The Dehumanization of War

Delta Winds cover 2016Delta Winds: A Magazine of Student Essays
A Publication of San Joaquin Delta College


The Dehumanization of War

Sabrina Sanchez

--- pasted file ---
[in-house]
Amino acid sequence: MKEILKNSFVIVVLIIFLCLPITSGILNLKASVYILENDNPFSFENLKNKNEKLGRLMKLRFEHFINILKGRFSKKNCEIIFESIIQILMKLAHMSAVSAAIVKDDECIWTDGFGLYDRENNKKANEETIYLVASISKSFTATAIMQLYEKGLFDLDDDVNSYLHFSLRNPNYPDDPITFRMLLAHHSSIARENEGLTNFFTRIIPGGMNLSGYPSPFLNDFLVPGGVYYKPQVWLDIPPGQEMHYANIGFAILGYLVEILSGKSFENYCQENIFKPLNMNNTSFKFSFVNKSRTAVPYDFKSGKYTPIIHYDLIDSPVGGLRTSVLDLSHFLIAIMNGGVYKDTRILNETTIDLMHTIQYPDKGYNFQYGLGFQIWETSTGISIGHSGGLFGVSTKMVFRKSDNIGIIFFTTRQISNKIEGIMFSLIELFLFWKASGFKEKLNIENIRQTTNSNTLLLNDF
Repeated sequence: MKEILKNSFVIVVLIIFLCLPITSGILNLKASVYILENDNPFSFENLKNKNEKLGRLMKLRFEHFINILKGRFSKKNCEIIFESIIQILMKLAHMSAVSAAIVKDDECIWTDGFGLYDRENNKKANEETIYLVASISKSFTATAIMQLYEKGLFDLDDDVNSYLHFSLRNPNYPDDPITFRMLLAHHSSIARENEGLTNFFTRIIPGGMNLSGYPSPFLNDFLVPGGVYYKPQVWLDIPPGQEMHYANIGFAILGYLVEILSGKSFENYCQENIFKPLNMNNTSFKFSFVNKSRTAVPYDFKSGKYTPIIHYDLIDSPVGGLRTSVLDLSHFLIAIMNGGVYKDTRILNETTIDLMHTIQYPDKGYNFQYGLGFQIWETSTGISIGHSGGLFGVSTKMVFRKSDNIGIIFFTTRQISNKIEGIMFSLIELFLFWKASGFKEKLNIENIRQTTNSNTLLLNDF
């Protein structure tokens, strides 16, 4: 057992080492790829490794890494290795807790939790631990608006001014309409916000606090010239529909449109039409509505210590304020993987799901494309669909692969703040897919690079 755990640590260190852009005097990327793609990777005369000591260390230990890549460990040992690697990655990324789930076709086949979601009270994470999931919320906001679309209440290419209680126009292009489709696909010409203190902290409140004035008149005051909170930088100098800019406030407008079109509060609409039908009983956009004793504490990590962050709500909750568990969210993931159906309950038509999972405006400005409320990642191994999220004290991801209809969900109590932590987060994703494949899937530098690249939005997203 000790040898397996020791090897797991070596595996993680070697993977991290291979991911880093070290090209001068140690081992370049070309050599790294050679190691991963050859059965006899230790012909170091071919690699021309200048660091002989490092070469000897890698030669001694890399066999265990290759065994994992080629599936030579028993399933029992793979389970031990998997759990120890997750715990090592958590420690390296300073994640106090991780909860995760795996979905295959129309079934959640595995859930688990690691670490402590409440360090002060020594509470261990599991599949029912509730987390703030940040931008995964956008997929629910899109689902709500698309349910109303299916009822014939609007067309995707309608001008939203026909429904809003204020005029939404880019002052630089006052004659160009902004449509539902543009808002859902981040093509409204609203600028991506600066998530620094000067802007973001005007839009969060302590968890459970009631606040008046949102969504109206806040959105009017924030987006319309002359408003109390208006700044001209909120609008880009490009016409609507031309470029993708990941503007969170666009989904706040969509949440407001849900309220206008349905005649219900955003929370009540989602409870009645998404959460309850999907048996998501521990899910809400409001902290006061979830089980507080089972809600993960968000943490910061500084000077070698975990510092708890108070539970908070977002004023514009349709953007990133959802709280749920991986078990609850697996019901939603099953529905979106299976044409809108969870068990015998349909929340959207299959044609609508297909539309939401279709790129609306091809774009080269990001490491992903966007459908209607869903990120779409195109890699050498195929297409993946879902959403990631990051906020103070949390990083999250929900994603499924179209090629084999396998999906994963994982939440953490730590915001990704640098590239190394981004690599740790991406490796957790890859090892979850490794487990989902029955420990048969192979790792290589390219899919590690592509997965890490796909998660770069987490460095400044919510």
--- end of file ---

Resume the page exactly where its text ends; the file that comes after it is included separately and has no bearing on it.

The average American citizen has been lucky. The last major invasion of U.S. soil, which took place some 200 years ago during the War of 1812, threatened the lives of millions of Americans and even resulted in the burning down of the White House. However, since then the United States has not had to contend with any serious land invasion. The attacks on Pearl Harbor and on the World Trade Center were horrific, but the United States is positioned geographically so that it is buffered with two vast oceans on its sides and two large, allied nations north and south. For Europeans, wars often took place in their backyards. During World War II, Britons suffered through the German blitz during the bombing of London. France and a slew of other countries were militarily occupied by German forces; and the Germans themselves suffered through the Allied bombing of Dresden and other cities. American citizens safe at home, on the other hand, learned then of the atrocities of war through newspapers or radio, as we do now typically through television or movies. Set in World War II, David Ayer's 2014 film Fury seeks to make Americans understand the sacrifices made by the men and women fighting in combat zones overseas.